Contributing to North Carolina’s Civil War story, six acres at the Bentonville Battlefield in Johnston County, N.C., are now secure due to the tenacious efforts of American Battlefield Trust, with support from the American Battlefield Protection Program. The newly-saved acreage helped set the stage for the three-day Battle of Bentonville in March 1865 — the battle that marked the start of the last series of standoffs between Union Gen. William Tecumseh Sherman and Confederate Gen. Joseph E. Johnston’s Army of Tennessee. With over 1,860 acres of hallowed ground already saved by the Trust at this central North Carolina site, the organization continues to march toward the comprehensive preservation of the first day’s battle.
The American Battlefield Trust has yet again kept history intact at the famed Gettysburg Battlefield — this time, through the preservation of three parcels totaling nearly 49 acres. Had it not been for the generosity of the Trust’s tenacious members, along with the American Battlefield Protection Program and a landowner donation, this storied hallowed ground would’ve likely succumbed to development threats along Baltimore Pike. Fortunately, priceless views will persist and opportunities for expanded interpretation will flourish.
Known today as Blakeley Bluff, the Trust teamed up with The Conservation Fund and the University of South Alabama to save this 60-acre site at the Fort Blakeley Battlefield in southwest Alabama. The site witnessed the Federals, composed of nearly one-third U.S. Colored Troops, overrun Confederate defenses in a raging assault on April 9, 1865. And while the landscape is home to a fascinating past, it is also one of Alabama’s most endangered ecosystems. These combined reasons motivated vastly different groups to work together toward a preservation goal that benefitted all. Supporting the groups’ goal, the American Battlefield Protection Program helped fund the worthy project.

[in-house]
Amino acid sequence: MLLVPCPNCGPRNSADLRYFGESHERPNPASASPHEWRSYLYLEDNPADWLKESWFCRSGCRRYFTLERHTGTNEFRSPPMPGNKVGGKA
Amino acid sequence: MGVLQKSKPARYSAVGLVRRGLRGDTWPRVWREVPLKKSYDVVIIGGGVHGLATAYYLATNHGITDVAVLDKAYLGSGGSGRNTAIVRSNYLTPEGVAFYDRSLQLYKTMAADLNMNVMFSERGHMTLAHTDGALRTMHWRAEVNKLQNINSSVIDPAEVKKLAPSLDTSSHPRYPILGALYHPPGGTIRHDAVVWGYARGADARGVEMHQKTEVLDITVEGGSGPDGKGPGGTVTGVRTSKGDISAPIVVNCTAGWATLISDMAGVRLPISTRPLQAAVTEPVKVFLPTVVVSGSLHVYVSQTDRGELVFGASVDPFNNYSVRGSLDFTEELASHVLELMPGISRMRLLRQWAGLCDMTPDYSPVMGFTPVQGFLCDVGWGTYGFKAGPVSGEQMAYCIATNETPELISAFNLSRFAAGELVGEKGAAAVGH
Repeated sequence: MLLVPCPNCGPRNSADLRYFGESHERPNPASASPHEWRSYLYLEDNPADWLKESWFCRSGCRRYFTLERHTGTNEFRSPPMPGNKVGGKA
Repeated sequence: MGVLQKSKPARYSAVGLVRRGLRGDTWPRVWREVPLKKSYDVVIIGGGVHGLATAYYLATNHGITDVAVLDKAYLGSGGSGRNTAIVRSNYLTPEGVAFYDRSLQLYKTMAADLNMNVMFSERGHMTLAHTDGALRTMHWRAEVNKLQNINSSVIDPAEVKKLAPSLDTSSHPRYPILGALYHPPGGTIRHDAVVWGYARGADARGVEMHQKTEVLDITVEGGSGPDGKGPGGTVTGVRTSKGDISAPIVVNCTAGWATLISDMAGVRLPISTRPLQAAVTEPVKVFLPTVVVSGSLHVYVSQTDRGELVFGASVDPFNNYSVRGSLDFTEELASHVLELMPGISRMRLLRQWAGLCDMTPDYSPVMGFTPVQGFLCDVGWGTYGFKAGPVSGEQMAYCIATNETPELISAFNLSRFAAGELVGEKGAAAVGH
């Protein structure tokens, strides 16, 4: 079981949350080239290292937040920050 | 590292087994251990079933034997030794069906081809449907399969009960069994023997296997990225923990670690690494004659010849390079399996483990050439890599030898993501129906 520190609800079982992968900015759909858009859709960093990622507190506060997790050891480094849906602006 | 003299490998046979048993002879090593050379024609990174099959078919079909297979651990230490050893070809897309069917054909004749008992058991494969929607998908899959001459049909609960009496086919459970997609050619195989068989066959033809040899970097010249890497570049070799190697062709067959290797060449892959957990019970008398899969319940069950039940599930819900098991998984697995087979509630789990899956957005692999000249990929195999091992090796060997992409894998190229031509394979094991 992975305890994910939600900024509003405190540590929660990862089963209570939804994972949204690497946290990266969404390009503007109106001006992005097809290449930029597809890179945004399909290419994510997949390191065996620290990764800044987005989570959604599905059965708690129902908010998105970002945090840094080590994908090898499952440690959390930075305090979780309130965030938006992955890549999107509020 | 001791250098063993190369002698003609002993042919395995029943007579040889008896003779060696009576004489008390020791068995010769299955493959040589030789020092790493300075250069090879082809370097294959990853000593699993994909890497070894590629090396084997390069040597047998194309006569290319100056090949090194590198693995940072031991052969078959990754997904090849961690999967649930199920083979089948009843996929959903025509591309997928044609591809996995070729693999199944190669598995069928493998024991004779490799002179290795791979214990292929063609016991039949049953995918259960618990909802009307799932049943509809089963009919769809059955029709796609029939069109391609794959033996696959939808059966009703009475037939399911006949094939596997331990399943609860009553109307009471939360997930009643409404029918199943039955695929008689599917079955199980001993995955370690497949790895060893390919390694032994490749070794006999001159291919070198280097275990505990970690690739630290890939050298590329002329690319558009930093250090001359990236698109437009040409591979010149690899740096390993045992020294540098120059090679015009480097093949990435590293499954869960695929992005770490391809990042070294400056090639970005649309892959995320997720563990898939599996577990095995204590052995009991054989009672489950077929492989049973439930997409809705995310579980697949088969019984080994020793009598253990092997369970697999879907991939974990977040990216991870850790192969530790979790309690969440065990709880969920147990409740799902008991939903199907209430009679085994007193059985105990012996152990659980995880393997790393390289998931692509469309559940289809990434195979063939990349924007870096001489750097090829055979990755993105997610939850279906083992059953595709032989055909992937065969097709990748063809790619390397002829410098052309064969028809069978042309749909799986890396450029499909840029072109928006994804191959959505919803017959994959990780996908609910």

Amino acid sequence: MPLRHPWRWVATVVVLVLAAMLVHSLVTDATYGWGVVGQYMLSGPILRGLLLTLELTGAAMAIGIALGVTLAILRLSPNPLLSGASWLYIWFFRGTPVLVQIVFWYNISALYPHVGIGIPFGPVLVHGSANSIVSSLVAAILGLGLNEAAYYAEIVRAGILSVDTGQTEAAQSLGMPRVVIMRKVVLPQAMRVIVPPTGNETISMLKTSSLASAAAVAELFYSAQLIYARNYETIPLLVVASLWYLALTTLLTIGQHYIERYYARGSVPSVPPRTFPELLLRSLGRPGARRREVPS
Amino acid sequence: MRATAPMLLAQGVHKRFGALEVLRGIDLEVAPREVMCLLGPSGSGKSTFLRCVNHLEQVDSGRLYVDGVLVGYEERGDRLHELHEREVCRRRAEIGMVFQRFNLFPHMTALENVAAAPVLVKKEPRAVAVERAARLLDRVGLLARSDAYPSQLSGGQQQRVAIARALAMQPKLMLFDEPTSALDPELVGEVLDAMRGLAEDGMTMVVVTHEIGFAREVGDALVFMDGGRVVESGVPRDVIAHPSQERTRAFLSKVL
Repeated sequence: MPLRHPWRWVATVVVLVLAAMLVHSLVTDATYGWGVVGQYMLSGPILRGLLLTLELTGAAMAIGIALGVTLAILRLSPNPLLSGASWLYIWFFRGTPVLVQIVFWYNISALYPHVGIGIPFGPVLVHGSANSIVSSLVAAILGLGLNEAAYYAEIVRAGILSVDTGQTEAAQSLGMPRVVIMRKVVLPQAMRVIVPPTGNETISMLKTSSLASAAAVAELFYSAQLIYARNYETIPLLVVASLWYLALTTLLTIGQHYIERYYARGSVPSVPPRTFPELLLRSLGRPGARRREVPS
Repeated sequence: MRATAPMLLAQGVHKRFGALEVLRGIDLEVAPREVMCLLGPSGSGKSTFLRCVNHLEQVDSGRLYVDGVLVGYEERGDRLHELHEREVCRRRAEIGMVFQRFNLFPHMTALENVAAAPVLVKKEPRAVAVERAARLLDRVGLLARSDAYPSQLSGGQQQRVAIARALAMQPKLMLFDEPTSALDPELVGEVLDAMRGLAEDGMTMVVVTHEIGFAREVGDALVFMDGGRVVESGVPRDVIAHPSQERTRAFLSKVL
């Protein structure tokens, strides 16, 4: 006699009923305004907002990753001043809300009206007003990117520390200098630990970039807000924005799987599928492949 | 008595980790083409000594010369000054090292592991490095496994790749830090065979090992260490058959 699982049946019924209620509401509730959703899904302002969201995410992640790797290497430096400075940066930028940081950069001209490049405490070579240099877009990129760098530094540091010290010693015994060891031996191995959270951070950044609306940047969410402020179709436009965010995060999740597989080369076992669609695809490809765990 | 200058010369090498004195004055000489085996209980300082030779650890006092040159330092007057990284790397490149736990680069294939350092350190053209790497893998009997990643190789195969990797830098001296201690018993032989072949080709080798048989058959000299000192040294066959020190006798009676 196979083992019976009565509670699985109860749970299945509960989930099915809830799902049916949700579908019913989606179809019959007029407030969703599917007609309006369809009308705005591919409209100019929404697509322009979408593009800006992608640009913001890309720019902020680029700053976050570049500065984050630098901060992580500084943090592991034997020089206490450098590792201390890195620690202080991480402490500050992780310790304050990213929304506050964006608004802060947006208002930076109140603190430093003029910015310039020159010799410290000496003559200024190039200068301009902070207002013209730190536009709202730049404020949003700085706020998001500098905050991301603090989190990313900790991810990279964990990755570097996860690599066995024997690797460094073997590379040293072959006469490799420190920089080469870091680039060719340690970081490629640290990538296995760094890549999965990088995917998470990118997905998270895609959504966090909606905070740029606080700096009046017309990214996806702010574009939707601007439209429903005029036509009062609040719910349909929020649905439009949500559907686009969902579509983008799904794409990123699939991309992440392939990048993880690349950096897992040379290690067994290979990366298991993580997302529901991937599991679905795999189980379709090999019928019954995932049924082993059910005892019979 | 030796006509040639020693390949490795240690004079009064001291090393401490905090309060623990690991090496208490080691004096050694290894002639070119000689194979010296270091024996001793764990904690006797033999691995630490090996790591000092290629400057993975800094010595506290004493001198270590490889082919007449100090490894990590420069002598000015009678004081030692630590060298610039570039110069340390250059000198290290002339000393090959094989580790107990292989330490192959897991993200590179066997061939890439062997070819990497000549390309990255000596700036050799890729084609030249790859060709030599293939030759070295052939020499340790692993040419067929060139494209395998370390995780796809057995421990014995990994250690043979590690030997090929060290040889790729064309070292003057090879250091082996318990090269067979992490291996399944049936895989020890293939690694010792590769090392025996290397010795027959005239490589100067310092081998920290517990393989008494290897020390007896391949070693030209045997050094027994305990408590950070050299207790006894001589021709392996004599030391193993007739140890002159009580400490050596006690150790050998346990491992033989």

The 22 acres recently preserved by the Trust at New Market Heights, located in the rapidly developing suburbs of Richmond, Va., are a landscape marked by the resolute footsteps of Col. Samuel Duncan’s and Col. Alonzo G. Draper’s brigades of USCT soldiers. The dauntless valor of 2,000 Black soldiers at this site led to 14 USCT soldiers receiving the Medal of Honor. Buoyed by the tireless support of Trust members and an instrumental matching grant from the Virginia Battlefield Preservation Fund, this project demonstrates the Trust’s enduring dedication to save sites steeped in long-lost memory and bring narratives of Black valor to the forefront.
In a city often linked to the colonial period, the Trust — in partnership with the Colonial Williamsburg Foundation and supported by the American Battlefield Protection Program, the Commonwealth of Virginia, and our committed donors — has triumphed in saving 29 Civil War acres at the Williamsburg Battlefield that were originally zoned for commercial use. Studying the site provides opportunities to honor seven valiant American soldiers who earned the Medal of Honor at Williamsburg and to tell important stories of often overlooked African American involvement in the Civil War.
The largest remaining portion of the Stones River Battlefield, 42 acres of hallowed ground once considered lost to development, has been forever protected in an acquisition by the American Battlefield Trust. The tract, previously owned by O’Reilly Auto Parts, was secured due to the corporation’s gracious deal in combination with grants from the American Battlefield Protection Program and the Tennessee Civil War Sites Preservation Fund (TCWSPF) and generous donations from Trust members. Quite fortunate, the Trust’s work to protect this tract also led to the preservation of an adjacent six-acre parcel at this treasured Tennessee battlefield.